The closest thing to a good guy that modern Afghanistan has given birth to was Ahmed Shah Massoud, a resourceful guerrilla leader who was both a pious Muslim and an enlightened modernist. Mr. Massoud supported schools for girls, for instance. And though he and his troops committed their share of wartime excesses, he took care to protect civilians from getting caught up in the vicious war he was fighting against Soviet military occupation in the 1980s.
Massoud was hospitable, well read, and had a good sense of humor. Although he was a Tajik in a predominantly Pashtun nation, he was a quintessential Afghan in his unwillingness to be mastered. Known as the “Lion of Panjshir,” Massoud spent more than a quarter century fighting one war after another – against the Red Army, rival warlords, and finally the Taliban.
Edward Girardet first met Massoud in the summer of 1981 after trekking deep into Soviet-occupied Afghanistan. In the evenings, when he and Ed would sit in a cave and chat as Soviet MIGs pounded the area with bombs, Massoud would talk about everything from Persian poetry to the leadership qualities of George Washington, Ho Chi Minh, and Charles de Gaulle. Often, he would ask searching questions about the meaning of life. His troops admired him; the Soviet military was bedeviled by him.
Ed, who reported for the Monitor for much of his journalistic career, tells the story of Massoud at the beginning of a fascinating new book, “Killing the Cranes: A Reporter’s Journey Through Three Decades of War in Afghanistan.” As a young man in the 1970s, Ed fell in love with the stark beauty of Afghanistan and its proud people. With local guides and guerrilla units, Ed walked hundreds of miles through the mountains in the 1980s and ’90s, searching for news. He was greeted even in the poorest villages with tea and pistachios.
“Every trip to Afghanistan was a step into another world, another time that was real adventure,” Ed recalls. “It was a place of constant challenge from which one would emerge, one hoped, with an inspiring story of simple humanity.”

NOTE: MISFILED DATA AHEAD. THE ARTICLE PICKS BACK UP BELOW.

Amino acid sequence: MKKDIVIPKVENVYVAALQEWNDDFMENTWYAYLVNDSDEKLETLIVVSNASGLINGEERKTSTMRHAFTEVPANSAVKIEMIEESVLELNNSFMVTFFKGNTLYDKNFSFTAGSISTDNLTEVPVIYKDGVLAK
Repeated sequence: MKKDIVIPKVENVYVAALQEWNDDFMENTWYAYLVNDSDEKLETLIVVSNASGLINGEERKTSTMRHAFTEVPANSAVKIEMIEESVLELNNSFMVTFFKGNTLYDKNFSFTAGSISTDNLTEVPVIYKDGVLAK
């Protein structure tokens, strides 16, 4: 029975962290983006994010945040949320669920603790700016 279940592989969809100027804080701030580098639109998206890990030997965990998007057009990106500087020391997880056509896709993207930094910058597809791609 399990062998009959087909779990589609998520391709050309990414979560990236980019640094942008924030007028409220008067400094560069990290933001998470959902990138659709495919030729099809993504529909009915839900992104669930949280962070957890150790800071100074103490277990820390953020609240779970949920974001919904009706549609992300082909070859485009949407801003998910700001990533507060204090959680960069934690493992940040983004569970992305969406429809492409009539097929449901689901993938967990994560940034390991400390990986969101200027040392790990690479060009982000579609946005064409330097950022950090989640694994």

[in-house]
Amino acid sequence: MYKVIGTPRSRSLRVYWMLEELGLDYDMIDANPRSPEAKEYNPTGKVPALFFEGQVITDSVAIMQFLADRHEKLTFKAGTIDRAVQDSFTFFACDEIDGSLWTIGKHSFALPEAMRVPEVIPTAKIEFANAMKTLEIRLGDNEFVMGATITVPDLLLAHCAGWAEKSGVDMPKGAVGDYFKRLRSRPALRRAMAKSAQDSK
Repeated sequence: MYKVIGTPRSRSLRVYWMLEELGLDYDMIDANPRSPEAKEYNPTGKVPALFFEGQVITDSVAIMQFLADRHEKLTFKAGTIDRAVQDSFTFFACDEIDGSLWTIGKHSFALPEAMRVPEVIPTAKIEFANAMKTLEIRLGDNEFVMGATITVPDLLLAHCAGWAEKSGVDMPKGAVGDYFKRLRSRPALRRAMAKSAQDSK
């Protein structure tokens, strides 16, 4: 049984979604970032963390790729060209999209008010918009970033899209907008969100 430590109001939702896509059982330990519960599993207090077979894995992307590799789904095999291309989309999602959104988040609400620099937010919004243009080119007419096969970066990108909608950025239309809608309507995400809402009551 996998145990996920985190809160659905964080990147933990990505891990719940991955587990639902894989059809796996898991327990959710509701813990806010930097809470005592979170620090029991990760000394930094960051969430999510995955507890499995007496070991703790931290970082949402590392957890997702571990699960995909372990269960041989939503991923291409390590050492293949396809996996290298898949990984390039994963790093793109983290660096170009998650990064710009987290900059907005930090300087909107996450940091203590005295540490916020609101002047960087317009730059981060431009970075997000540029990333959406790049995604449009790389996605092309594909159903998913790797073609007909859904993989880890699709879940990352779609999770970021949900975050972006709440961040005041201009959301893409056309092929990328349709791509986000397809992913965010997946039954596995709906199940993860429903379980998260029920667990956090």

In the summer of 2001, he decided to track down the Lion again, making his way to a forlorn settlement called Khoja Bahauddin in northern Afghanistan. In a guesthouse, he waited for Massoud with an assortment of aid workers and journalists, including two taciturn Arab TV reporters. A dust storm had blown up, keeping Massoud from arriving. After a week of waiting, Ed ran out of time and had to leave. He would have to see Massoud on another trip.
Three days later, on Sept. 9, 2001, Massoud was assassinated in a suicide bomb blast. Two days after that, Ed watched TV from his home in Geneva as the twin towers crumbled. The Massoud assassination and the 9/11 attacks, he realized, could not have been a coincidence. He was right. Those two Arabs, it turned out, weren’t journalists. They were agents of Osama bin Laden.
In those few September days 10 years ago, Ed’s romanticism about Afghanistan died. Less than a month later, something he never imagined happened: American troops were in the country. Ten years later, they are still there, fighting an intractable war against elusive, resourceful guerrillas.
9/11 has myriad legacies, both intimate and global – the tears shed, the lives altered, the rebuilding, vigilance, and twists and turns of international affairs over the past decade. The US-led operation in Afghanistan increasingly seems caught in the same kind of murky impasse Moscow was caught in 30 years ago.
I phoned Ed Girardet recently and asked him about the prelude to 9/11 that he had almost been caught up in. “While 9/11 wasn’t waiting for the assassination of Massoud,” he said, the attack on him “was a present the Al Qaeda was giving the Taliban.” Massoud led the Northern Alliance. He wanted a different Afghanistan than the brutal misrule the Taliban imposed. Had he survived, Ed said, perhaps ...
His words trailed off. 9/11 left an ellipsis in millions of lives and entwined the United States and Afghanistan in a way no one, not even an astute observer of Afghanistan, could have predicted.
John Yemma is the editor of The Christian Science Monitor.